Investments in offices have decreased because capital wanted to diversify into different sectors. “Logistics and residential have been favoured by institutions, but the problem is limited supply,” explains Ken Baccam, director, research & strategy, at AEW. “But the Paris office market remains strong, ahead of not just London but also New York, Tokyo and Seoul. I am still a believer.” 

Opportunities in value-add 

The pandemic-induced crisis has created opportunities in value-add. “There are plenty of opportunities in the value-add segment,” comments Jarek Morawski, executive director, strategy & research, at Grosvenor. “In a crisis investors always flock to core, but there’s plenty of obsolete assets that can be brought up to standard, not just in the CBD but in the suburbs also. Paris is a very attractive place to invest.”

The average life of a building is 30 years, so every year 3-4% of office stock has to be re-evaluated, which means 1.5-2 million sq m of assets need to be repositioned every year.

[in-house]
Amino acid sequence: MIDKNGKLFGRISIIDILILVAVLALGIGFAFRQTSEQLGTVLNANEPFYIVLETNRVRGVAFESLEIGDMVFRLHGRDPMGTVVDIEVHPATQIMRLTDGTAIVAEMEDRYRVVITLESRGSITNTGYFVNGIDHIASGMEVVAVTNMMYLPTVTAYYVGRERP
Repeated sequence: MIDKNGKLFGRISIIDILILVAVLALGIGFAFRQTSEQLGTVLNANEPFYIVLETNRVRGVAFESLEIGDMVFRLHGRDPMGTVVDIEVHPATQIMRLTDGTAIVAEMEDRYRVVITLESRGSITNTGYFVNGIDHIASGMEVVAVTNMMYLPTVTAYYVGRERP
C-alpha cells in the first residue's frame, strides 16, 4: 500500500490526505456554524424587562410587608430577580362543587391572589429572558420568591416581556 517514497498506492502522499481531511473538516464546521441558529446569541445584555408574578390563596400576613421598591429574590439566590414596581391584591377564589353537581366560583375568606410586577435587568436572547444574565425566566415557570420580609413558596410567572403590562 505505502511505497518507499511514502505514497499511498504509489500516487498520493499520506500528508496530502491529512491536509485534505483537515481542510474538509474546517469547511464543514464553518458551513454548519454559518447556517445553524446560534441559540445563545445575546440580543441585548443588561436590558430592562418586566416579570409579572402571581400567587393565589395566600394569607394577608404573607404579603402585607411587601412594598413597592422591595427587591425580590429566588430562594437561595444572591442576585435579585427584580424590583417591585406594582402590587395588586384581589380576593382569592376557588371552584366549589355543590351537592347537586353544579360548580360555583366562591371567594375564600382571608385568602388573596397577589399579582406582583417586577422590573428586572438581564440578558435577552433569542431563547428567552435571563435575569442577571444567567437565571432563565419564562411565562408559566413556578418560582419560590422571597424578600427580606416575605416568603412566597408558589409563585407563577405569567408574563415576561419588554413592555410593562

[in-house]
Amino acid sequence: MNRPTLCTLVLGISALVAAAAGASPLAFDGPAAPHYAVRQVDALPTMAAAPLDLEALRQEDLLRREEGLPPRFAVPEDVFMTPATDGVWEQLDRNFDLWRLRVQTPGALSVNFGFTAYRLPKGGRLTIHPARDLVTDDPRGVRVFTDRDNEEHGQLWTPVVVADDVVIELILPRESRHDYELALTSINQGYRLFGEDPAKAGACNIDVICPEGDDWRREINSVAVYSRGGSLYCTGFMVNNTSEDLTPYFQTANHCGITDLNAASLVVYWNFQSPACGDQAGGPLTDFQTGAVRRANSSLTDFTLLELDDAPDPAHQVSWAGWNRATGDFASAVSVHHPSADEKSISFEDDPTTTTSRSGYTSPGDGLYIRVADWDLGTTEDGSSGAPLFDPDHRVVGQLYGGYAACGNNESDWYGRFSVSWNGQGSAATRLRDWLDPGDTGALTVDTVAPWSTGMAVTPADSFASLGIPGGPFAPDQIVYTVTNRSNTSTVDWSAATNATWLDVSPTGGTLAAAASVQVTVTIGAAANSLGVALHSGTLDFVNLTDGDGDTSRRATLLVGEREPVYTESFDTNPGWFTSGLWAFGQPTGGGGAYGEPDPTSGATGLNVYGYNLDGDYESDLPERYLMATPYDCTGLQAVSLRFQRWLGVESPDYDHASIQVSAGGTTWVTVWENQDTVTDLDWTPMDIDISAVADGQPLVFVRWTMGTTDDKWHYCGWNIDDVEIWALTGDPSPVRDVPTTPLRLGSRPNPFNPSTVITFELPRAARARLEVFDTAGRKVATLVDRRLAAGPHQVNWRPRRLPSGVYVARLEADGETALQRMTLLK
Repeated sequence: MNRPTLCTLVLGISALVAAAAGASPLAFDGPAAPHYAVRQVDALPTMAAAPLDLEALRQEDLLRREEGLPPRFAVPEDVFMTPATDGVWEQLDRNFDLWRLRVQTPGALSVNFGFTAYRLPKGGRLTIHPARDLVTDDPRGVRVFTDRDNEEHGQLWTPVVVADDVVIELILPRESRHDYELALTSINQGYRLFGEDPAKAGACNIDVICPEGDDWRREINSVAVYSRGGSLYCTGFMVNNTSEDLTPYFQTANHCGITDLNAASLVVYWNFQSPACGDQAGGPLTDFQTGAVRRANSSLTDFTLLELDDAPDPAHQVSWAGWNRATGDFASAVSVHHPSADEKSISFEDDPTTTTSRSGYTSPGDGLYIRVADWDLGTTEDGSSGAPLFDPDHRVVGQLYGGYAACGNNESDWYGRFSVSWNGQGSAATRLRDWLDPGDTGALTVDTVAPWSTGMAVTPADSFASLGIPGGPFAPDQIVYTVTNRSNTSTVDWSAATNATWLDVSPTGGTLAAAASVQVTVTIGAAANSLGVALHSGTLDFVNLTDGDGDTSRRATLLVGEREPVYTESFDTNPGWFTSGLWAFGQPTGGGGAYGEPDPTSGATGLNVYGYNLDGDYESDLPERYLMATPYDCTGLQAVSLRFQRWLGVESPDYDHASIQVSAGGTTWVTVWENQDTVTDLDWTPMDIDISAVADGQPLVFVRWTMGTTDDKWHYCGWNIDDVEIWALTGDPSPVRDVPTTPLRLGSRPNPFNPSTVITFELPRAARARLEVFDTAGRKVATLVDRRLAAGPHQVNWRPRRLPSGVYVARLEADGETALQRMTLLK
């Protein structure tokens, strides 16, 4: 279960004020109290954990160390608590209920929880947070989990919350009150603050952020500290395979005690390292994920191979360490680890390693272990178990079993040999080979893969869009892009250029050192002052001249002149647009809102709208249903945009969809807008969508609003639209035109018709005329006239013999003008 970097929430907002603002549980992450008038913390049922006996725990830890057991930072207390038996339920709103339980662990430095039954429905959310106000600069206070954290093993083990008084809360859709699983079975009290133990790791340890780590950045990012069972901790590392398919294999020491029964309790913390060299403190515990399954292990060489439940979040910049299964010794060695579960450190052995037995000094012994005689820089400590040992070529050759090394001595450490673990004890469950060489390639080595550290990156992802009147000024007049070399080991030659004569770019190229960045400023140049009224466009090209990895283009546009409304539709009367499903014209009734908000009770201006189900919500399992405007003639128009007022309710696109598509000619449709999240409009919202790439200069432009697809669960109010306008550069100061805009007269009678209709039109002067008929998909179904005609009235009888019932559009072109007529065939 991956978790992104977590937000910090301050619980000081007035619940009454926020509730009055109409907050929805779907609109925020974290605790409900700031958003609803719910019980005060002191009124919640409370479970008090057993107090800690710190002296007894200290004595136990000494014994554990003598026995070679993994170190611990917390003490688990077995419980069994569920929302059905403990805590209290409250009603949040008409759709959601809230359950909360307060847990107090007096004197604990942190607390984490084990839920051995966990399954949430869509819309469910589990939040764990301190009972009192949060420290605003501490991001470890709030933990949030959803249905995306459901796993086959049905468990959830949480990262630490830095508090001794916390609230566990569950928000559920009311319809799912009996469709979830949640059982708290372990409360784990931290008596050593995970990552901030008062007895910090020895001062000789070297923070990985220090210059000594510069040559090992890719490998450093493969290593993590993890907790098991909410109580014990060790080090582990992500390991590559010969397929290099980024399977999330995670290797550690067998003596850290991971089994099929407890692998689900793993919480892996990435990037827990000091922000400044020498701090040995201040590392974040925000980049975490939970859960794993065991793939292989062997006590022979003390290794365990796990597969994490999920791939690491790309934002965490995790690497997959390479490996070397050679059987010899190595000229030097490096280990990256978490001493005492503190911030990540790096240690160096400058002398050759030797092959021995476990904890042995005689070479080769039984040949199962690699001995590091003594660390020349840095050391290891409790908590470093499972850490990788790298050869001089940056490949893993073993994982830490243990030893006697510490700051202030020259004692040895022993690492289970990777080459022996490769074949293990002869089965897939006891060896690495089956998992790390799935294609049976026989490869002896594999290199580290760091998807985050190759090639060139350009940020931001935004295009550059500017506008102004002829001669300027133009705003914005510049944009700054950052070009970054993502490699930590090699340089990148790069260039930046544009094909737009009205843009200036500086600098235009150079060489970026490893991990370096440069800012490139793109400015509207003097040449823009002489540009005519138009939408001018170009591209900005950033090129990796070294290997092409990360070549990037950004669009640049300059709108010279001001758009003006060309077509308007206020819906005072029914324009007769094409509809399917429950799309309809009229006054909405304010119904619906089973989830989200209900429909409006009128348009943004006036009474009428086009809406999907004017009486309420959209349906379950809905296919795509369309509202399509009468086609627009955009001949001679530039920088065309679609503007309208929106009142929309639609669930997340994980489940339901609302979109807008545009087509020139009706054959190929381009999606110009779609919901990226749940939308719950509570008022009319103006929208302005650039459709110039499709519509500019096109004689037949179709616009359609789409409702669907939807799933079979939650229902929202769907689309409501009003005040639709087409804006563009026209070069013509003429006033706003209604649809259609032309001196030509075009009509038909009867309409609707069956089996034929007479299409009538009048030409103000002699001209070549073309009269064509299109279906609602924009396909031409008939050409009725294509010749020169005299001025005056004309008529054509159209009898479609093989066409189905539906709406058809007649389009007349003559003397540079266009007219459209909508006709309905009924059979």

“There’s a huge pipeline of opportunities for value-add investors as many older offices will be vacated this year,” says Raphael Tréguier, founder and managing partner of Kareg Investment Management. “Repurposing old office stock will be one of the key themes of 2021.” 

Delayed projects 

Kareg has found that around a third of value-add opportunities are postponed because of administrative delays, while a quarter are abandoned due to the costs associated with mandatory social housing requirements, which in some areas impose sales at half the market price.

‘We do finance value-add in the very best locations and the green aspect has become increasingly important, it’s a must-have now.’

Serge Bacconnier, Berlin Hyp

“There’s a lot of risk attached to these projects, but also a strong willingness to invest,” says Tréguier. “We need more players to educate all stakeholders, including local authorities, so that we can embrace the risks and find the skills required.” 

Financing is not a hurdle, especially if its purpose is to improve the green credentials of good assets. Repurposing involves bringing buildings in line with ESG regulations and sustainability criteria.

“We do finance value-add in the very best locations and the green aspect has become increasingly important, it’s a must-have now,” says Serge Bacconnier, deputy head Paris office, at Berlin Hyp. “We were among the first issuers of green bonds in Germany and we want to increase the share of sustainable assets in our portfolio.”

Overall, there is a strong sense among experts that the market has the capital and the will to rally as soon as the pandemic is brought under control.